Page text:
Mindy and Megan Earnest are fraternal twins who could easily pass for identical. Both are engineering majors in the Calhoun Honors College and active in Tiger Band. It’s easy to see how people get them confused — just ask some of the people who have mistakenly had a conversation with one sister expecting her to be the other.
Hailing from Knoxville, Tennessee, Mindy and Megan both chose Clemson for similar reasons but avoided talking about it before making the big decision. “We announced our final choice at the same time so we didn’t influence each other, but we were also looking for the same things in a school, like a good college town and a nice campus feel. Clemson fit both of those,” said Megan.
Still, the twins went different ways when it came to declaring their major concentrations after freshman year. Mindy, more math minded, settled on electrical engineering, while Megan chose industrial engineering, which offers a more business-focused approach. After completing co-ops at different engineering companies, both sisters say they plan to pursue careers that center on research. And if possible, they’d like to wind up living close to each other. But like many soon-to-be college graduates, they both feel confident in going wherever a job may take them.
In music, as in academics, the things the Earnest sisters share are also the things that distinguish them: Mindy plays the trumpet and Megan the piccolo. And while many people with siblings may find it hard to envision spending so much time with a sister or brother, the Earnests see their shared time as a helpful advantage. “There’s always someone to keep you accountable. Back when we were in the same engineering classes we always had someone there to do homework with and ask questions,” said Megan.
Mindy quickly echoed the sentiment. “There’s always someone there who thinks more like you. It makes it easier to explain concepts to each other,” she said, even when they’re working in different subjects.
Freshman year was a hallmark one for Mindy and Megan, and not just because it was the last time they took a class together. It was also the first time they took the field with Tiger Band.
In 2013, the Tigers opened their football season against Georgia, playing at home. ESPN’s “College GameDay” held its broadcast from Bowman Field early that morning, and by 8 p.m., the sun was setting in Death Valley. Hordes of Clemson fans packed into the stadium, and at the center of the field amid a sea of orange were Mindy and Megan, clad in their uniforms and ready to play “Tiger Rag.”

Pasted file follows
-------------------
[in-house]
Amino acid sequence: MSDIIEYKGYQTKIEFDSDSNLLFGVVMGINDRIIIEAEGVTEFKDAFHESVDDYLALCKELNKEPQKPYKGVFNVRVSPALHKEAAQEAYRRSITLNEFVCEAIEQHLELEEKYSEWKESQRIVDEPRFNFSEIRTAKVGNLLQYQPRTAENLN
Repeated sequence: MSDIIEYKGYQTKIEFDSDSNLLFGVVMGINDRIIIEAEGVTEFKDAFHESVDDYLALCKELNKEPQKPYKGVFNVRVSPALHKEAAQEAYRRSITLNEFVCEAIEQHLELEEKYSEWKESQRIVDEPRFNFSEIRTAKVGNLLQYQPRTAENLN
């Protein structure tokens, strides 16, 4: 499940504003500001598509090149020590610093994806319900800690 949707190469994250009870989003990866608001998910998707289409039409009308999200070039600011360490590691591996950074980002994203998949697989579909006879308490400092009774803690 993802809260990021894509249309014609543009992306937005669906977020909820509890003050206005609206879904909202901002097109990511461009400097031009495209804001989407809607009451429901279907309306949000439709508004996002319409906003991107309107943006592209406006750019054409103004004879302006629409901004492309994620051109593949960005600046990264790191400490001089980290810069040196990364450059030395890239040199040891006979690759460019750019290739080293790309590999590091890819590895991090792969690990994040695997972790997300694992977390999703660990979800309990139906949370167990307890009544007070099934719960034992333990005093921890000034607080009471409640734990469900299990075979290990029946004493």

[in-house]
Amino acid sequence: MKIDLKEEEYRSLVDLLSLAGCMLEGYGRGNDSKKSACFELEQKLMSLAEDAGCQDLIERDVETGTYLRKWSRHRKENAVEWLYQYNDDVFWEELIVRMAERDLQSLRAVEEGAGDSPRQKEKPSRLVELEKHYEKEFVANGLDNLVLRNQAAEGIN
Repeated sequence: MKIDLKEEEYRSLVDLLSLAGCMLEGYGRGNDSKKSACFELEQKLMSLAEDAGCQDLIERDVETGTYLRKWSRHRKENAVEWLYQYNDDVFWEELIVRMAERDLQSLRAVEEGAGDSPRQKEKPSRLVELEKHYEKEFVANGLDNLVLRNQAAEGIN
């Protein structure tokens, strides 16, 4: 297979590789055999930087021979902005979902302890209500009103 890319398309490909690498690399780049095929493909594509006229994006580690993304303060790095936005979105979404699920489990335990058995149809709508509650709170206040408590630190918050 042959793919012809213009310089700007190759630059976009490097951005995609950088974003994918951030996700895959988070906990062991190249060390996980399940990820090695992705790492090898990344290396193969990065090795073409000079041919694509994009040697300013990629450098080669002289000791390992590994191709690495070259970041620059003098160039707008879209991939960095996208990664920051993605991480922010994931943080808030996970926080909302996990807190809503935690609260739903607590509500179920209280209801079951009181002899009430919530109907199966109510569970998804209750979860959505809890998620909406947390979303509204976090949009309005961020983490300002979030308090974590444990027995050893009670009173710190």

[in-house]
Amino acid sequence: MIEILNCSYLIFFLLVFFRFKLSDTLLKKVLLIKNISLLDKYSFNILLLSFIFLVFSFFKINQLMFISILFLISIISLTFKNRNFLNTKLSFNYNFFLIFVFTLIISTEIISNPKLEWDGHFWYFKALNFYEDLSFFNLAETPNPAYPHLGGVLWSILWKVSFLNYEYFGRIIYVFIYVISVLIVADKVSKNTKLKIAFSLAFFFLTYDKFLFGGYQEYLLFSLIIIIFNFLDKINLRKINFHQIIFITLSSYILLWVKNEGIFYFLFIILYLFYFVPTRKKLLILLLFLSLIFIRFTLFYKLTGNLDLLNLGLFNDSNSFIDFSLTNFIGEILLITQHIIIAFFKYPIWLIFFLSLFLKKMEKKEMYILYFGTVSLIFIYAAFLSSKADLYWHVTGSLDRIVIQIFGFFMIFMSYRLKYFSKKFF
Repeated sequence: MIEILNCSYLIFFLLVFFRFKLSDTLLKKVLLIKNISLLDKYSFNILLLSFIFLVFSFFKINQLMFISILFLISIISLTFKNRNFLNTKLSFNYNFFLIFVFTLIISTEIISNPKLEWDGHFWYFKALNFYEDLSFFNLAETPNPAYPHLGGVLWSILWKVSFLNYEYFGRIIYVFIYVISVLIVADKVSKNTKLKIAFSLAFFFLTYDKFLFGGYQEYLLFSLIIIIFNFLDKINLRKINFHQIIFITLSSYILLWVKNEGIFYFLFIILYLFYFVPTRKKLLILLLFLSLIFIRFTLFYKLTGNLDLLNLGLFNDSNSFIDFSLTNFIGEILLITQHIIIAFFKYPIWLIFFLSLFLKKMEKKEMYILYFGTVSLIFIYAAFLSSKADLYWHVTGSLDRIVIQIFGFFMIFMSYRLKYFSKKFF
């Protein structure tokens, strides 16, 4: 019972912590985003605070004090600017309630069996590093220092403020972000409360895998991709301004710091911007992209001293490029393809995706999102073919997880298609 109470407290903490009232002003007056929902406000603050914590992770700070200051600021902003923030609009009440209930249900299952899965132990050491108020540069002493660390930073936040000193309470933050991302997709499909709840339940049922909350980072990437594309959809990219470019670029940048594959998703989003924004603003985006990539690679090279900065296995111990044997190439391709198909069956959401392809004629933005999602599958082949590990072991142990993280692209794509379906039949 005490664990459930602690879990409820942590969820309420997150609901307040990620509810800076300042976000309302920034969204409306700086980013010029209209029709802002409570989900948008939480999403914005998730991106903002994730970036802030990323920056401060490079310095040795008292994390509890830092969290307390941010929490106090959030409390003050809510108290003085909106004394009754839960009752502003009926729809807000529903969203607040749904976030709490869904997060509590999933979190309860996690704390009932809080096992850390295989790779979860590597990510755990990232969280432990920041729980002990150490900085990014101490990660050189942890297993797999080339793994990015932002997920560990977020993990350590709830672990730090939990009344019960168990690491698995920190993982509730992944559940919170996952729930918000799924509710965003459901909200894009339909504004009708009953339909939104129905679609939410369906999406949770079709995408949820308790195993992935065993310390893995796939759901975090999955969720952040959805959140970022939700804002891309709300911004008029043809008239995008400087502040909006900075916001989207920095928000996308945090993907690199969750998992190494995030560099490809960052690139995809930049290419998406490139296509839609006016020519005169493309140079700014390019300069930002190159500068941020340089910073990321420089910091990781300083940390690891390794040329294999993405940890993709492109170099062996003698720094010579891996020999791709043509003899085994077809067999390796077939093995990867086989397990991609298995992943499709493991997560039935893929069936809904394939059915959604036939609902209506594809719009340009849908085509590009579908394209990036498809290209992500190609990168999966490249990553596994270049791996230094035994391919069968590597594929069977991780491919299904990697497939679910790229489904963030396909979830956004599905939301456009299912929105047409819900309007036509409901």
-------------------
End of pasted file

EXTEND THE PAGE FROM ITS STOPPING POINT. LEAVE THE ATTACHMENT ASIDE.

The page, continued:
“It was so loud. You’re used to practicing at band camp when it’s quiet and just us, and then we got to the pregame, and I couldn’t hear anything but the crowd screaming,” said Mindy. “It was surreal. I remember thinking, ‘This is not high school band. This is going to be a fun four years.’”
That game set the tone for the rest of their playing careers. “It’s a really cool feeling,” said Megan. “Every pregame is fun. That one just doesn’t get old.”
Music has always played a large role in the Earnests’ lives. But both sisters agree the best part about Tiger Band isn’t musical, but rather social. “There are so many people in band that I don’t even see Mindy during practice,” said Megan. “It actually works out well because you get to expand your friend groups. She found hers, I found mine, and then we combined them,” Mindy said.
Lean on me
From the big decisions to the smaller ones, the sisters (who are also roomates) seem to be constantly in sync, even unintentionally choosing the same outfit from time to time. According to Mindy, “Whoever comes out first gets dibs.” Agreeing on everything from their favorite spot on campus (the amphitheater) to their favorite Clemson restaurant (Yolk Asian Kitchen), Mindy and Megan are proof that being able to manage heavy engineering course loads, maintain high GPAs in the Honors College and participate in a demanding extracurricular activity is more possible with a good support system in place.
Just be careful — if you run into one sister and mistake her for the other, she probably won’t correct you. “I’ll be walking on campus and hear Megan’s name and think to myself, ‘I should probably just answer,’” says Mindy.
Megan agrees. “Sometimes one of Mindy’s professors will think I’m her, and I’ll just listen. Then when I get home I’m like, ‘Hey Mindy, here’s what they said. You might want to talk to them.’” Now that’s love.
— Courtney Meola ’17